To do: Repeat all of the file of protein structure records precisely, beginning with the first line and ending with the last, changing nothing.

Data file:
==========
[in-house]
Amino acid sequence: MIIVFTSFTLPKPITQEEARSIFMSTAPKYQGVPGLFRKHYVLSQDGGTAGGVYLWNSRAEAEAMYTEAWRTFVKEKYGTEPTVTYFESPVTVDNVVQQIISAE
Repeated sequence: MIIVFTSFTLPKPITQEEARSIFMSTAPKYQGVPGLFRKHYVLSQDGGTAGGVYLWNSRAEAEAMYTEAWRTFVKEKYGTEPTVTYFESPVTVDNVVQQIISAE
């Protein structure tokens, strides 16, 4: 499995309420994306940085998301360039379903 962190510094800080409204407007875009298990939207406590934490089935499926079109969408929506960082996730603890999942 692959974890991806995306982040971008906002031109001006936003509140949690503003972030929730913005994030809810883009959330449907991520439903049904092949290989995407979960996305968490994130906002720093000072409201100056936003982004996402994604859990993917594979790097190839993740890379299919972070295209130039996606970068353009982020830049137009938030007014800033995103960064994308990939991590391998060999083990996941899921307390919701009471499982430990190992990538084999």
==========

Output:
[in-house]
Amino acid sequence: MIIVFTSFTLPKPITQEEARSIFMSTAPKYQGVPGLFRKHYVLSQDGGTAGGVYLWNSRAEAEAMYTEAWRTFVKEKYGTEPTVTYFESPVTVDNVVQQIISAE
Repeated sequence: MIIVFTSFTLPKPITQEEARSIFMSTAPKYQGVPGLFRKHYVLSQDGGTAGGVYLWNSRAEAEAMYTEAWRTFVKEKYGTEPTVTYFESPVTVDNVVQQIISAE
């Protein structure tokens, strides 16, 4: 499995309420994306940085998301360039379903 962190510094800080409204407007875009298990939207406590934490089935499926079109969408929506960082996730603890999942 692959974890991806995306982040971008906002031109001006936003509140949690503003972030929730913005994030809810883009959330449907991520439903049904092949290989995407979960996305968490994130906002720093000072409201100056936003982004996402994604859990993917594979790097190839993740890379299919972070295209130039996606970068353009982020830049137009938030007014800033995103960064994308990939991590391998060999083990996941899921307390919701009471499982430990190992990538084999």